Bloom is turning the building known as Du-Roc Cafe Pit Bar-B-Q for many years into a donation and volunteer center supporting foster families.

As part of their continuing mission to support foster children and families, Bloom is expanding their footprint in Fayette and revitalizing a familiar building. 

Known as Du-Roc Cafe Pit Bar-B-Q for many years, the building on 54 approaching downtown Fayetteville sat vacant in recent years. Now, it will serve as a donation and volunteer center for Bloom, just a short walk from their main offices. 

Bloom is a private, non-profit organization dedicated to offering safe refuge and supportive services to foster children and foster families throughout the state. One of their trademark services is The Bloom Closet, where foster children receive clothing, toys, and other important items at no charge. With 80 kids at a time in Bloom’s foster care program and 50 foster families, there was a pressing need for both learning space and a place to process donations for The Bloom Closet. Last year alone, the Closet was visited by more than 3,800 foster children from 90 Georgia counties, with over $730,000 in clothing and supplies given away. 

The staging area set up in the old kitchen offered a snapshot with a white board laying out how far donations to the Bloom Closet go. In the month of July, Bloom received 1,076 bags of donations. Volunteers who worked 550 hours put 11,674 teams on the floor, with 11,423 items given to 355 kids. 

“When you think of that number of kids, we needed space. We needed a bigger processing space where big volunteer groups could come in, and we can get more donations in,” said Executive Director Becky Davenport. 

The 5,400 square foot building called The Hive opens up a lot of options. Even the large parking lot will help. There’s already been a back-to-school event, and a trunk or treat event will be there come October. 

“The layout of this building is perfect for what we need,” said Davenport, noting that where they received food for the kitchen is perfect to receive donations, and the kitchen with its long table is ideal for processing. The old freezer even found a new purpose as storage for offseason clothing. “It has allowed us to increase the volume of donations because we now have a place to store and process the donations.”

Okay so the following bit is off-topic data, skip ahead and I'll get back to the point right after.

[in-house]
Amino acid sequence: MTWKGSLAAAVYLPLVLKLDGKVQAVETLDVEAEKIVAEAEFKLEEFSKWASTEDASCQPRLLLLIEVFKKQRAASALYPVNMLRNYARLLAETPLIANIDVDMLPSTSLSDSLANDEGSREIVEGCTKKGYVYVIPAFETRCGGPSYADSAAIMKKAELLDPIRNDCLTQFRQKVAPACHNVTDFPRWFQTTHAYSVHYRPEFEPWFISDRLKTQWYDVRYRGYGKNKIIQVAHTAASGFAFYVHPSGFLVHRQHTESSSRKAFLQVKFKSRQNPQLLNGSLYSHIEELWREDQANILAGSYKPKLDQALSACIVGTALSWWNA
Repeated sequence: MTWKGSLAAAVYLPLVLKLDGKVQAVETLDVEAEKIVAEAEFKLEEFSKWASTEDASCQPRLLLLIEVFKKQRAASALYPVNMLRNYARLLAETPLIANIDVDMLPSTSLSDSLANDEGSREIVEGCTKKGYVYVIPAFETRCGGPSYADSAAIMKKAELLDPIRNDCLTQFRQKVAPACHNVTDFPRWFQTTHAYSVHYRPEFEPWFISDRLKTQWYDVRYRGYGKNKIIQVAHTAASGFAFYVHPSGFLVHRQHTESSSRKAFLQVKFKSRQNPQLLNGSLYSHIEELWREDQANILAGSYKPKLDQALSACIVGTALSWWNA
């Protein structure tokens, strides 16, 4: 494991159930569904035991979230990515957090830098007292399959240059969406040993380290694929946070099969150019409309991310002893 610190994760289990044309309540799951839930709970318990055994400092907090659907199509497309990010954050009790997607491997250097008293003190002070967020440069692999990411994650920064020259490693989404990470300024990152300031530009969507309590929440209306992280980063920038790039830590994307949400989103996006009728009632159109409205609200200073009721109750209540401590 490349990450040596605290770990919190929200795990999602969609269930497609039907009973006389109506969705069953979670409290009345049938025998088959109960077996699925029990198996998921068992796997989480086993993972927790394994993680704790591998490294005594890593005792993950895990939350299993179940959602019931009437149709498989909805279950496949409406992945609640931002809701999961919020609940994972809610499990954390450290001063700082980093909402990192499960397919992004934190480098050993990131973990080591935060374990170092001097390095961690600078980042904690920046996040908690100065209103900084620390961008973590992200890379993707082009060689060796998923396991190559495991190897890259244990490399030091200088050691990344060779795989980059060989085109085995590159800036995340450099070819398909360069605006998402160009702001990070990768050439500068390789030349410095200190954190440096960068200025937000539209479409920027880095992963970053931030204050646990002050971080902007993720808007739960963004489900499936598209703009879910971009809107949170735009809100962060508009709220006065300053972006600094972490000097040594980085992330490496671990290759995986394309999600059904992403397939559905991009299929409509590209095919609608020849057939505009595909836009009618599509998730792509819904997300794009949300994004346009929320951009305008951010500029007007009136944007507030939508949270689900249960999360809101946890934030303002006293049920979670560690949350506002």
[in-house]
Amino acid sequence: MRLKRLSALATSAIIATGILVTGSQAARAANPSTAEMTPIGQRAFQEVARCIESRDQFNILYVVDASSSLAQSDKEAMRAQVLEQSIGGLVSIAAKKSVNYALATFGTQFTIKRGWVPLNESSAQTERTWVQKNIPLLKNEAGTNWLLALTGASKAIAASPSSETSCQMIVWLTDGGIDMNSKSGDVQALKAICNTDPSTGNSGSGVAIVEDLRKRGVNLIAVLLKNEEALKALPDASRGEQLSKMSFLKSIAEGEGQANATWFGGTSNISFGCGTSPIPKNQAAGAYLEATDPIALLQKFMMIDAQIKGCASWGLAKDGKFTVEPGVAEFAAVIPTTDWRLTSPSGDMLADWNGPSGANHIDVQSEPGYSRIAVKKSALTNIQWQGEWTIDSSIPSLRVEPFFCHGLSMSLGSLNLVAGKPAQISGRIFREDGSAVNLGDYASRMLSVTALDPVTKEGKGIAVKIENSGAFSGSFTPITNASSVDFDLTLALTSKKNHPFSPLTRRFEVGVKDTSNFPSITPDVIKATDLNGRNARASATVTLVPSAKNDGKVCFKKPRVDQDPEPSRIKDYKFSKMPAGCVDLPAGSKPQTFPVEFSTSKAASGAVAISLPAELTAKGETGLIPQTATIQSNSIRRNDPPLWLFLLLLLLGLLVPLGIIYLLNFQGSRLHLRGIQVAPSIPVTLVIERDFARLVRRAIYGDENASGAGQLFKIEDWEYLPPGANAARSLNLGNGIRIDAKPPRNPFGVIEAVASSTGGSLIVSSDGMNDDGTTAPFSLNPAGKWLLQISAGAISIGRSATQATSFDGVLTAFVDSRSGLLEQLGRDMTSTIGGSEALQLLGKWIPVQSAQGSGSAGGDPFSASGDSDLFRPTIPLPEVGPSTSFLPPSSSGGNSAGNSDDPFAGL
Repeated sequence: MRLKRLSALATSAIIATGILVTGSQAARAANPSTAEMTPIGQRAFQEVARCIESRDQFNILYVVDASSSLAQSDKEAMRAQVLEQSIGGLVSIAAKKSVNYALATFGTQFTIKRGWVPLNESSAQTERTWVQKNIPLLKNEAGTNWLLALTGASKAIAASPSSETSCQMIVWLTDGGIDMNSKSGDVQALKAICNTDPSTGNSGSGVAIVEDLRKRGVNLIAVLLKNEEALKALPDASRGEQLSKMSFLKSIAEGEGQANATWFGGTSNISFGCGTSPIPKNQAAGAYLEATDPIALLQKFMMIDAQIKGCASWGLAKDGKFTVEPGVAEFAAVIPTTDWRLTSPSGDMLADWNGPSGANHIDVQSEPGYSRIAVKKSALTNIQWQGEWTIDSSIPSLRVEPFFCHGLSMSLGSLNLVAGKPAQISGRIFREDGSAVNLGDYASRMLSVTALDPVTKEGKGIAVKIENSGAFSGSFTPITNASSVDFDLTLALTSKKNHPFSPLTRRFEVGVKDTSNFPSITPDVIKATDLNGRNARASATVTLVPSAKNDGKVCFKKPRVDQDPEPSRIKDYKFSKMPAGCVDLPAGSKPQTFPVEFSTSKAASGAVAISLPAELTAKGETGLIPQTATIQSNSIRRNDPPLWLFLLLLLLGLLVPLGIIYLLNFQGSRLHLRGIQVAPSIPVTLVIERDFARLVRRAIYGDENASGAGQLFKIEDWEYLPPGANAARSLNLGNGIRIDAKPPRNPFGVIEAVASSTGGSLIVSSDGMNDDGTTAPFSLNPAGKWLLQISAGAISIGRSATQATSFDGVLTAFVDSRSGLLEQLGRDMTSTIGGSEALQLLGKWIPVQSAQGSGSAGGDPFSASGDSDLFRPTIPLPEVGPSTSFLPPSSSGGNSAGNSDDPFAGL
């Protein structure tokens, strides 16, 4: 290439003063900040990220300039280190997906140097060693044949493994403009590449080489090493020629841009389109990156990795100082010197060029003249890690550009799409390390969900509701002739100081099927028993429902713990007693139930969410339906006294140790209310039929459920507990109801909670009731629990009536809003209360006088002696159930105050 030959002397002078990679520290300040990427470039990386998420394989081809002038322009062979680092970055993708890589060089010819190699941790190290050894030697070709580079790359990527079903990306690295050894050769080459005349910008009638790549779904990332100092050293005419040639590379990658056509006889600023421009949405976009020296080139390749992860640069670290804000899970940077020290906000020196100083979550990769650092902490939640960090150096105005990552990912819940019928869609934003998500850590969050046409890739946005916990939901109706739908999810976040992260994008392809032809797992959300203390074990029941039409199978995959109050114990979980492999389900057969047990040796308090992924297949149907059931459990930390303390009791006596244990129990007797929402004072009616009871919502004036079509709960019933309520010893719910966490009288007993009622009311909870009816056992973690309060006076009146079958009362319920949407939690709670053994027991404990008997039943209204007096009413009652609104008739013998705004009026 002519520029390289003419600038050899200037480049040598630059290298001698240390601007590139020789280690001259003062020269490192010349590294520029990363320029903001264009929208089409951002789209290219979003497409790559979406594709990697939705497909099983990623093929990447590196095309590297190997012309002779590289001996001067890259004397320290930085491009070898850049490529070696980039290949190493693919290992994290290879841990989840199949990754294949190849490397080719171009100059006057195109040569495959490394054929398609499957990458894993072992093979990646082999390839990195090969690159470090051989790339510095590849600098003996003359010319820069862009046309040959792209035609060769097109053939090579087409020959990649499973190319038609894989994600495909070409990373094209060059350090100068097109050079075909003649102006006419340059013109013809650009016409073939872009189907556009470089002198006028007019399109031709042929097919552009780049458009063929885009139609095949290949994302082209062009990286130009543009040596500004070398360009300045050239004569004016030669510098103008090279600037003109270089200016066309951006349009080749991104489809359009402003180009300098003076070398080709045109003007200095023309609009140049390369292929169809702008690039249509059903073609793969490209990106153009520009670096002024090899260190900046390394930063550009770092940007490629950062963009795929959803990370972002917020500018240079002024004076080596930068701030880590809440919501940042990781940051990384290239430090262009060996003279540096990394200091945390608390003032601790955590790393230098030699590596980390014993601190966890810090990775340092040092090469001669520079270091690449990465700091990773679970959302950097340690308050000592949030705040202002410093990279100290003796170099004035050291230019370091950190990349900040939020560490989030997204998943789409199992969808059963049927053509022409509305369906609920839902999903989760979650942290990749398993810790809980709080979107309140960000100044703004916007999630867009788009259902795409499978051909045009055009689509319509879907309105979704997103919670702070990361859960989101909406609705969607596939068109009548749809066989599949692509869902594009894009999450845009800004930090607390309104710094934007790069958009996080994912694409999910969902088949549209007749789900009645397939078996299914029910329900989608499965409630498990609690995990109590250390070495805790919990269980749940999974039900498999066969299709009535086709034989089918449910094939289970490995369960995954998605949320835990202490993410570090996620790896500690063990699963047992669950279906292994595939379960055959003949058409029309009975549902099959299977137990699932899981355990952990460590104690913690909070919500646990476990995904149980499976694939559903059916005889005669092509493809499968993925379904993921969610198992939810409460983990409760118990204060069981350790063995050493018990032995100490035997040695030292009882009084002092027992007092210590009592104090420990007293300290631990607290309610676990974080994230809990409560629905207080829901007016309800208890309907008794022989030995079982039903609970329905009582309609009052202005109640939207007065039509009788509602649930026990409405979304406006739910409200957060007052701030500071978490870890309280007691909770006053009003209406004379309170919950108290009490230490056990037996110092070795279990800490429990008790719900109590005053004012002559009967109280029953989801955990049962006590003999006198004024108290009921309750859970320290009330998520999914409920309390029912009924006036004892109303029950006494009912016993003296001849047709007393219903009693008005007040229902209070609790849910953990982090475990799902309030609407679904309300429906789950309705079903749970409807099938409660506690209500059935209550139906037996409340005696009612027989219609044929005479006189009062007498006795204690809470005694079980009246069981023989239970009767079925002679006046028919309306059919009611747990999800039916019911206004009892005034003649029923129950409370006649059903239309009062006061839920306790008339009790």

The big hearts of Fayette are what made the expansion necessary, and Davenport has seen Bloom grow personally. Fifteen years ago, she was the only employee, and now there are 25. Bloom started out 30 years ago as Fayette Youth Protection Homes with two residential group homes and has evolved over the years. With 14,000 children in foster care in the Georgia and a goal to serve half of the foster kids in the state in the next three years, local support is key. 

“People here have been so generous, and they’re looking to give. We literally have been able to provide clothing and supplies to foster kids across the state, and it’s mainly through people here in the county who are enabling us to do it. That’s pretty amazing,” said Davenport. 

Even revitalizing the old building is fitting for Bloom’s vision.

“I have good memories of it (as a restaurant), and so many people do, and it was just sitting here for so long becoming an eyesore. We were really excited that we would be able to contribute to the community that’s given so much to us,” said Davenport. “We’ve had an amazing journey, due mainly to the generosity of this county, and we’re very excited to be able to take this building and turn it around.”

They’ll keep expanding to help every child in need. Long term, they hope to build a standalone Bloom Closet near the Hive, and in the short term they will debut a fashion truck, dubbed The Zoom Closet, in the spring. It will enable them to drive to underserved areas and deliver needed clothes and supplies. 

“We’re really able to make a big impact on foster kids, and there’s such a need.”

For more information on how to get involved with Bloom, call 770-461-7020 or visit